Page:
Dates: December 26 — February 6
Getting in: Flight from Kolkata, India to Ho Chi Ming City (formerly Saigon)
Like many Americans, my thoughts and knowledge about Vietnam have been greatly colored by the Vietnam War (or the American War as it is called in Vietnam). Never before had I visited a country in which I had such strong impressions of a particular time in its history, but such a dearth of knowledge about the country or its history on a whole. I knew that Vietnamese perspectives of the War must differ from those held by Americans; I arrived curious to learn how the war lingers in Vietnam’s ethos. Indeed, while in Vietnam, I was made to contemplate how even hypercritical reflections of the War set forth in American literature, movies, and art, are patently American-centric, principally using the Vietnamese as foils to tell the story of American soldiers and veterans.
This became apparent to me when I visited the War Remnants Museum in Ho Chi Minh City (the former capital of South Vietnam under the name Saigon). Opened in 1975 as the Exhibition House for US and Puppet Crimes, the museum was renamed as the Exhibition House for Crimes of War and Aggression in 1990 before receiving its current name in 1995 after the normalization of diplomatic relations between the US and Vietnam. Despite such efforts by the Vietnamese government to comport diplomatically in the post-cold war era, the museum’s exhibits reveal that the Vietnamese are still very much reconciling the fact of the war in which 2 million Vietnamese citizens lost their lives. One particular moving exhibit chronicles war atrocities perpetuated by American GIs—challenging any presumption that American troops were well-behaved during the war—bespeaks that the Vietnamese, if willing to forgive, will not forget the war that continues to kill and maim Vietnamese in the forms of unexploded ordinances and dioxin contamination (a compound found in agent orange, a defoliant used by the military).
Another great cost of the war was the damage to Vietnam’s historical sites. Moreover, for many years, the Vietnam’s communist government, bitter of feudalism and colonialism, and disinterested in religion, has neglected sites relating to such. Fortunately, things have improved in recent years with more care being taken to at the very least maintain the current tumbledown state of monuments, the most notable of which have been privileged with UNESCO recognition. Huế (pronounced “h-whey”), which received UNESCO recognition in 1993, is a particularly notable locale for tourists interested in antebellum Vietnam. The former seat of the Nguyen Emperor dynasty and national capital from 1802-1945, its key attractions include the vast 19th century Imperial Citadel and Tombs of the Emperors. Hoi An, another World Heritage site a few hours south of Huế by way of a stunning mountain pass, is a historic sea port with 2000 years of history. It’s hard to deny that that, despite being uber-touristic, its historic center known as the “old town” still admits an aura of grace and peace abetted by grand traditional architecture and sea breeze. The beaches, villages, and rice patties in the surrounding area can be easily explored on bicycle, which can be rented for a dollar a day.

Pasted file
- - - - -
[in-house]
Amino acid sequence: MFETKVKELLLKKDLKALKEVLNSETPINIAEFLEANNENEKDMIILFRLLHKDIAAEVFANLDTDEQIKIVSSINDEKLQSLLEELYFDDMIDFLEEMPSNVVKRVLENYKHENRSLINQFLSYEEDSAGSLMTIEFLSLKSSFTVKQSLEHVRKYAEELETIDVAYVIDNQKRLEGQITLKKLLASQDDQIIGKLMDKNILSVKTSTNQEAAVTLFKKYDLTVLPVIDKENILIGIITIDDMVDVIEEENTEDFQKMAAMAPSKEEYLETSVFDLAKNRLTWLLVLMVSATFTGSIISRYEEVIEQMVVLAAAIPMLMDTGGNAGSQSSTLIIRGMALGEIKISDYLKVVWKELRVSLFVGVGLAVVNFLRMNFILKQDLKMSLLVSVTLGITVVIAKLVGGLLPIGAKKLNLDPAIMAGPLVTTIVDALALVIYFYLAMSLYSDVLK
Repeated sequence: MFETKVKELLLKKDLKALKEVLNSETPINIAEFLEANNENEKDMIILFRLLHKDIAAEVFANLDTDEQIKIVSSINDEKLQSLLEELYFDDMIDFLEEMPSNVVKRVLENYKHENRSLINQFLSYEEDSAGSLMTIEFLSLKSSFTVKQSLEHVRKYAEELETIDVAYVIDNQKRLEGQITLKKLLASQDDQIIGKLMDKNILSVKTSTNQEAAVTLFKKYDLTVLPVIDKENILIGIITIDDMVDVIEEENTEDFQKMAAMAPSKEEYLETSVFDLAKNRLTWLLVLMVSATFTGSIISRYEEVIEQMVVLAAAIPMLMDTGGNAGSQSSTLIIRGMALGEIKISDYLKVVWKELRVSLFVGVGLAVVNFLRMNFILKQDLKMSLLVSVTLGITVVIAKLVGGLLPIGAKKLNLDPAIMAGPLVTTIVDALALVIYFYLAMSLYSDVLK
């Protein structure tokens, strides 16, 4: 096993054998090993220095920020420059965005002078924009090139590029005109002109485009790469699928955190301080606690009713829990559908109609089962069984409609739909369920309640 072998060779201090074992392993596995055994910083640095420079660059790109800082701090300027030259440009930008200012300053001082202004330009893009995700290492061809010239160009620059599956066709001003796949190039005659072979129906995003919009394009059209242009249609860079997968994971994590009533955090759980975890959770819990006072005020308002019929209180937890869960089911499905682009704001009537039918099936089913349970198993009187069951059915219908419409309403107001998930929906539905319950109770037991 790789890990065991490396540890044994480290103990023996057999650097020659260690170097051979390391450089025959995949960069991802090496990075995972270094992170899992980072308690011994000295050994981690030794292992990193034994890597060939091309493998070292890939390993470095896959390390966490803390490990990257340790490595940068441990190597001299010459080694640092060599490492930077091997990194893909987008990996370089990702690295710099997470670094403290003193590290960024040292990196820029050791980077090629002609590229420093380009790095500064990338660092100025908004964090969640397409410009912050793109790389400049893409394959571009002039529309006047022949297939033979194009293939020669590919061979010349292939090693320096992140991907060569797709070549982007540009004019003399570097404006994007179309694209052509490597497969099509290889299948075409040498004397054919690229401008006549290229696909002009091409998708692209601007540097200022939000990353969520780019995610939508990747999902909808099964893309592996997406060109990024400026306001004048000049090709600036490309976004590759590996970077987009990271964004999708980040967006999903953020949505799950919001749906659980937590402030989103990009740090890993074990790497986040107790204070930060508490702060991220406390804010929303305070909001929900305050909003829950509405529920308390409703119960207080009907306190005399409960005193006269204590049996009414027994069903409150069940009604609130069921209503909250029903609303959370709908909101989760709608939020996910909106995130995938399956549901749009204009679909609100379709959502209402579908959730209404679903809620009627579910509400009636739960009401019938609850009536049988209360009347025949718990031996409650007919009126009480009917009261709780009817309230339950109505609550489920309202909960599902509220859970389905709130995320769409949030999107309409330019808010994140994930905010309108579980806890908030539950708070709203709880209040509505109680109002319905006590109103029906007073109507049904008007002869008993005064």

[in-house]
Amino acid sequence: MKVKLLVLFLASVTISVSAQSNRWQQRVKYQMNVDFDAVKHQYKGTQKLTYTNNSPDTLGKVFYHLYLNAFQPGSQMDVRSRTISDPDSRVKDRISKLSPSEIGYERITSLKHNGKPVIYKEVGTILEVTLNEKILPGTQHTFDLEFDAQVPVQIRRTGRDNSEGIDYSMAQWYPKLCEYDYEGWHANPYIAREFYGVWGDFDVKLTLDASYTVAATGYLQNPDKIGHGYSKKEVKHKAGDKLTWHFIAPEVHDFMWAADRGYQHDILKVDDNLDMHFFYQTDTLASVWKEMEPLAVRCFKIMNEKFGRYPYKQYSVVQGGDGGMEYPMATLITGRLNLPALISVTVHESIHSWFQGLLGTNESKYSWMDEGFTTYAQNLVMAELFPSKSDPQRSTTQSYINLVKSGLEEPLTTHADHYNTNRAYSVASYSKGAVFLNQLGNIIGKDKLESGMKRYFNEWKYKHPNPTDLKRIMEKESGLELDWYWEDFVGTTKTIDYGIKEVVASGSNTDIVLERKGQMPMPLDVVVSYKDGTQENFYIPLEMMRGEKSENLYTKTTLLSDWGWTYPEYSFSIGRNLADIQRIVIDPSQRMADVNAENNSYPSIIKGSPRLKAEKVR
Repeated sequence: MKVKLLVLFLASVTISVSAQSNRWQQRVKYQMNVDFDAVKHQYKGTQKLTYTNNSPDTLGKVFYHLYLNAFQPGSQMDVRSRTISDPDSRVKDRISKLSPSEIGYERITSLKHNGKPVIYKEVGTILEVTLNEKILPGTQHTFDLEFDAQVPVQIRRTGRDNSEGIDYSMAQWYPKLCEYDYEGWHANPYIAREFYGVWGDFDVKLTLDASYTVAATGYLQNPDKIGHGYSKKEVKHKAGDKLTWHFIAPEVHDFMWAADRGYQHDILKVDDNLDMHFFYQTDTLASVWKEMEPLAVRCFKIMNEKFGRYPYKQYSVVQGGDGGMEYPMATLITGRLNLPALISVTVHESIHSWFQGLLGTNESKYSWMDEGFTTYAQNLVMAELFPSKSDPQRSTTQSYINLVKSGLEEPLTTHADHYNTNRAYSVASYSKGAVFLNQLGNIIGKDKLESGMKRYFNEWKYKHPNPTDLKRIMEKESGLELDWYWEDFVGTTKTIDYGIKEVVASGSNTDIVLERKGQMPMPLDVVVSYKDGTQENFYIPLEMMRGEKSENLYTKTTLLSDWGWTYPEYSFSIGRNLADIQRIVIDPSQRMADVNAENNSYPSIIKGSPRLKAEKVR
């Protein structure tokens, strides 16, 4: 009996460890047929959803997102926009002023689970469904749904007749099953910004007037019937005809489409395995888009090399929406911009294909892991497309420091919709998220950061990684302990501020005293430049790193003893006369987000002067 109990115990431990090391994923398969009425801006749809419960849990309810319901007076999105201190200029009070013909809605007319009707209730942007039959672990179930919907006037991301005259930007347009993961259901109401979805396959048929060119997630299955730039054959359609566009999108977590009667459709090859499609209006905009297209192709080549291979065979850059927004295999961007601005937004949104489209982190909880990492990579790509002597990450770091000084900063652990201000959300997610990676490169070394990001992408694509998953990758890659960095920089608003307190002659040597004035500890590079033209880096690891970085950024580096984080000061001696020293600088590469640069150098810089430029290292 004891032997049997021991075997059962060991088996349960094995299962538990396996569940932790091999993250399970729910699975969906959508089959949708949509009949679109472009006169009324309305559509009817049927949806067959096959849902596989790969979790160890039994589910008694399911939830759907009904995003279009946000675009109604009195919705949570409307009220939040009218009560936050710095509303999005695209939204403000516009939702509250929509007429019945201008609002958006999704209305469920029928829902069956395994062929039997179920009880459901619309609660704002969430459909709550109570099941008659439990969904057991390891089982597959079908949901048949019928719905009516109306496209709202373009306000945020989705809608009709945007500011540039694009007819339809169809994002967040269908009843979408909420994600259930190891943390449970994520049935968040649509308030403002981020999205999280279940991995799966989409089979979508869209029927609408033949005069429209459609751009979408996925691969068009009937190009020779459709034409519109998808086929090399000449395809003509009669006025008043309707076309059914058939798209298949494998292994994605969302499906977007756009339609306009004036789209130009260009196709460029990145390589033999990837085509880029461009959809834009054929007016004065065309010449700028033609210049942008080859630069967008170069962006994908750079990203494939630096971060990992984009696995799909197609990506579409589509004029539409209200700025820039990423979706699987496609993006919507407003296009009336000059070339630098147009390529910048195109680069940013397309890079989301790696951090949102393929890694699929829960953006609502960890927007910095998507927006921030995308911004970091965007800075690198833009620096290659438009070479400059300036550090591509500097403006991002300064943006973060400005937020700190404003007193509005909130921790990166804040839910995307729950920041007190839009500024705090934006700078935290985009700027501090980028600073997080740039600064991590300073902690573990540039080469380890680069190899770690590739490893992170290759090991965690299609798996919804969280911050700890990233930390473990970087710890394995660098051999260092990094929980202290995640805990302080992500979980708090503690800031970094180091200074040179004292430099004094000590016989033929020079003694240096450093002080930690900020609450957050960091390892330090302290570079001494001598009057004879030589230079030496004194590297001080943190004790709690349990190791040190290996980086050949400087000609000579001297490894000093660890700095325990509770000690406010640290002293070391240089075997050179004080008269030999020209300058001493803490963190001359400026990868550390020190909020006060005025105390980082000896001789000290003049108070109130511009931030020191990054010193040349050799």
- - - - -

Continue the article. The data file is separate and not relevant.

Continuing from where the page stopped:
Of Vietnams two flagship metropoles, Ho Chi Minh City and Hanoi, I greatly preferred the gritty charm of Hanoi, particular its Old Quarter, where tourists and locals alike can share in the experience of watching street performers while imbibing cheap beer and street food from the vantage point of kindergartener-sized plastic chairs set up on the narrow sidewalks. Both cities are worth spending a few days to visit the monuments and museums, such as the aforementioned War Remnants Museum in Ho Chi Minh City and the Temple of Literature—a thousand-year-old university—in Hanoi, among others.
One should not get stuck in the cities as Vietnam’s greatest asset is its natural beauty. The northern provinces, where I spent most of time in the country, feature miles upon miles of extraordinary karst landscapes in which Hmong, Dzao, Tay, Dzay, and other ethnic minorities have ensconced themselves. In Sapa, a quiet hill station founded in 1922 by the French, emerald-green rice patties flow so naturally from the valleys that one forgets the innumerable of hours of human labor they represent. The apotheosis of this topography exists in The Dong Vast Karst plateau, a UNESCO Geopark in Ha Giang Province, Vietnam’s northernmost province, where villagers have carved arable terraces into the near vertical karst bluffs. Equally impressive a relationship formed between people and the space they inhabit are the floating fishing villages of Cat Ba Island in which 4,000 residents reside in floating structures amidst a landscape of limestone pinnacles. Farther south, a couple hours north of the DMZ, Phong Nha National Park houses a system of hundreds of exquisite caves, including the Hang Sơn Đoòng cave, the largest cave in the world at more than 5 miles long. The roads cutting through the park were originally built by the North Vietnamese Army to ferry supplies through the tropical evergreen jungle.
Lonely Planet; Bloom, Greg; Bush, Austin; Stewart, Iain; Waters, Richard (2014-07-01). Lonely Planet Vietnam, Cambodia, Laos & Northern Thailand (Travel Guide) (Kindle Location 3154). Lonely Planet Publications. Kindle Edition.